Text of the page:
Forty three years is a long time. That’s how long my parents, who celebrated their anniversary this week, have been married. I wonder – more in amusement than in awe – how two people can put up with each other for that long and be as content as they are.
They were practically neighbors, growing up in Los Banos back when it was still a small, safe community surrounded by farmland. But they didn’t meet until Mom worked at Jack’s Drive-In, a hamburger joint that no longer exists, and Dad, who had just returned from Vietnam, stopped in for a bite. Little did they know what they were in for and what curveballs life would throw at them.
I laugh when I recall memories of my older brother and me running around our neighborhood with friends. How my parents endured school suspensions and parent-teacher conferences without pulling their hair out is beyond me. Although he and I both “turned out” just fine by most standards, we were rowdy kids, causing a bit of a ruckus here and there. (Mostly due to his school yard fights, and my class-clown antics and misuse of artistic talent. We still chuckle at how we always hoped Dad would be the one to show up at school because he was a little softer. And how we’d let out a sigh of relief whenever we were in trouble and Mom would say, “Wait until your Dad gets home.”)
Our family moved several times when we were young, due to Dad’s various job offers. My brother was born in New York, I in California. We uprooted to five different cities by the time I was in middle school, when we finally settled into the home in Monterey County where Mom and Dad still remain.
When my brother joined the U.S. Army as a teen, Mom was scared, Dad proud. I was left behind to watch as they endured the initial pain of letting their firstborn move across the country to become a man. And three years later when he entered the police academy, the emotions returned.
They survived – as did I – when, at 17, I was hit head-on by a drunken driver. I vaguely remember them arriving at the scene just before I was taken away in the ambulance, Mom climbing in to hold my hand, Dad following behind in his truck.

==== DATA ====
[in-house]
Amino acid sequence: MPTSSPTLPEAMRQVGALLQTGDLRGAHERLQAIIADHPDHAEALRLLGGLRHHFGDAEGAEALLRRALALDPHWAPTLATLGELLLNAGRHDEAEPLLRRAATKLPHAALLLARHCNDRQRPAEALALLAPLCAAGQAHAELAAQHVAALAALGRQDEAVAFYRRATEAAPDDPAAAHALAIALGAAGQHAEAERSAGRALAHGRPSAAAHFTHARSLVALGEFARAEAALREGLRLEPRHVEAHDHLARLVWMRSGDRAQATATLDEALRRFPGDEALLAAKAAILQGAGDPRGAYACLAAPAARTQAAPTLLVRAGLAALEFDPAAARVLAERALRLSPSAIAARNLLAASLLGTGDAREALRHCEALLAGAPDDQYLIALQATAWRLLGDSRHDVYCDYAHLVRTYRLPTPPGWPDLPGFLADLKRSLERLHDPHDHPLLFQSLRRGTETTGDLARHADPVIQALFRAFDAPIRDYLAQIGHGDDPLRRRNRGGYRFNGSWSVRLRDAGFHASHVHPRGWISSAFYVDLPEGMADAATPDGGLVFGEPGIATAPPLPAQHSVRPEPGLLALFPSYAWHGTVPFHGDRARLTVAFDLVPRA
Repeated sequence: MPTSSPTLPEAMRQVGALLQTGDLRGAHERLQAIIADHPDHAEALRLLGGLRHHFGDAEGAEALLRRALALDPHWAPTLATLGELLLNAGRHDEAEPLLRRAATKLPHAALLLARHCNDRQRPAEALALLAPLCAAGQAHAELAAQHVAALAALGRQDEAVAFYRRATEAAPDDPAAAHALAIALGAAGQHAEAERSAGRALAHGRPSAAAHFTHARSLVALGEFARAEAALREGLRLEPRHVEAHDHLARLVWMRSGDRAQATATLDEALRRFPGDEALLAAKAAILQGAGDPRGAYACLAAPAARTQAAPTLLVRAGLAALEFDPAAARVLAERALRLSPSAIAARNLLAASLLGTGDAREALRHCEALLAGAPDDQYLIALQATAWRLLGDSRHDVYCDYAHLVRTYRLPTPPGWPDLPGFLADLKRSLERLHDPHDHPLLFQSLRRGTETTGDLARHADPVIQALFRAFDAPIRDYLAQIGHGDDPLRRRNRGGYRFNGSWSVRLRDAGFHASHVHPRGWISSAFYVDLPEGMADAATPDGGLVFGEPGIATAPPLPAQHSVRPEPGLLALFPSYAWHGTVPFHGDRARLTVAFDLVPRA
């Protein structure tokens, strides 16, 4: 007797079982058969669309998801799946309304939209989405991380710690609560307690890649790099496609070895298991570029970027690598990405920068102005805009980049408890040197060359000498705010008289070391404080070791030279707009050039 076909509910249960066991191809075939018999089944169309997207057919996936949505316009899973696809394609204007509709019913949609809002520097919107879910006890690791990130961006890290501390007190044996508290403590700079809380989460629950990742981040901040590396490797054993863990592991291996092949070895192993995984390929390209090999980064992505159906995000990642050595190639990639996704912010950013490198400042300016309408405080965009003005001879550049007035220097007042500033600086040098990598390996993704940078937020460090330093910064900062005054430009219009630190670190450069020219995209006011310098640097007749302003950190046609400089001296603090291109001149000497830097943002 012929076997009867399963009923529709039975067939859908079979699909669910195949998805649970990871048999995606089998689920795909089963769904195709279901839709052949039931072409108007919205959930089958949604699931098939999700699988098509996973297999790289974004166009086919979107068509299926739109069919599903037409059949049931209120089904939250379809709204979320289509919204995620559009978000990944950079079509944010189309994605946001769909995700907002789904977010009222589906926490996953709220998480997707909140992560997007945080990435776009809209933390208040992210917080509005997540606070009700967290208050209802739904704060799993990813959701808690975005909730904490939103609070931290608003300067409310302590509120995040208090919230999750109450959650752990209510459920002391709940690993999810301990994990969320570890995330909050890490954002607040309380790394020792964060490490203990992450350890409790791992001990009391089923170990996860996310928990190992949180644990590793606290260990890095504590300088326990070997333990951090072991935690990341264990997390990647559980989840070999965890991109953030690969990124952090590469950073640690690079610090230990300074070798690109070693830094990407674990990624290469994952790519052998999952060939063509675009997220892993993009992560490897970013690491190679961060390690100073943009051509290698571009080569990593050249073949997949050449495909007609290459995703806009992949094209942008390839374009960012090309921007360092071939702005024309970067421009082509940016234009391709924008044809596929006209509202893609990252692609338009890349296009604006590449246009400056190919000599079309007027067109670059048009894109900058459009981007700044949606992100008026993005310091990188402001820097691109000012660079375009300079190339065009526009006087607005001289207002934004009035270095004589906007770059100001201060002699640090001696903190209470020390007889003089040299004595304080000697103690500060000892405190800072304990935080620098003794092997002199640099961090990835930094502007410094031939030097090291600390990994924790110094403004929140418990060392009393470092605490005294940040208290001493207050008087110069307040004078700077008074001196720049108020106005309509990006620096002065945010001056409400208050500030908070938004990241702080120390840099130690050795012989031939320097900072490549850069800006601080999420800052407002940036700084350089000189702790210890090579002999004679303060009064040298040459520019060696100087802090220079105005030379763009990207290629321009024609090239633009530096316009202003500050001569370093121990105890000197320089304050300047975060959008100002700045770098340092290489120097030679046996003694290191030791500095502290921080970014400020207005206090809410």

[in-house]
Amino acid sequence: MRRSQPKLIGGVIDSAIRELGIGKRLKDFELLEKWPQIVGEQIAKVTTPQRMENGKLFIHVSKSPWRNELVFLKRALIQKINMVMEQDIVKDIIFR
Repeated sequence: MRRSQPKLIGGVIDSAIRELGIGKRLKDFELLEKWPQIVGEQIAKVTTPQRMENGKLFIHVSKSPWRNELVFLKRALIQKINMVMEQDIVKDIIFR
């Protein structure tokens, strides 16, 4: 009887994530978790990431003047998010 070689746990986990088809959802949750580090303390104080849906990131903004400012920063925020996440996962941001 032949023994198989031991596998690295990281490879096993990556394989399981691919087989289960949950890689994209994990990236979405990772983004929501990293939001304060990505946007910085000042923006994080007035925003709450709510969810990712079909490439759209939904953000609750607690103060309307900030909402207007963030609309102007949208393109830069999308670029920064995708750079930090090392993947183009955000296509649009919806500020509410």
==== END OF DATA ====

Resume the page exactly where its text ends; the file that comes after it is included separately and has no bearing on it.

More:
After acceptance into my first-choice college – Cal Poly, San Luis Obispo – my excitement was tempered by the question in the back of my mind: “How in the world are they going to survive once I leave, too?” I got the answer each time I’d visit home and see that my bedroom was slowly transforming into Mom’s sewing room.
They were doing just fine.
When I was a senior in college, they faced perhaps the biggest test in their marriage: a cancer diagnosis. Dad was given a slim chance of survival when a cancer of unknown origin invaded his body. Following surgery, he began treatment.
I considered dropping out of school, returning home and offering emotional and financial support – an idea quickly shot down by Mom. Instead, I’d visit and help in whatever way I could. Sometimes I’d drive Dad to radiation treatment, and I’d watch stoicly from behind the window as the machine rotated around his body.
Years later, the oncologist and his staff continued to refer to Dad as “the miracle patient.”
What remains a miracle to me is that after 43 years, Mom and Dad still hold hands during walks. In those 43 years, I don’t think I’ve ever heard an insult hurled or a voice raised in anger. Did they raise voices at my brother and me during those rough patches of our youth? They sure did. But never toward each other (in front of us, anyway).
Although there were opportunities for them to throw in the towel and call it quits, they never did. They’ve weathered sassy backtalk from smart-aleck kids, the painful loss of their parents and various health traumas, and come through with just a little extra wear and tear.
Their marriage has shown me what it means for two people to work together as a team, with love and mutual respect. And although it’s practically impossible that I will, at this point, ever experience four-plus decades of marriage, theirs set an amazing example.
Because 43 years is a long time.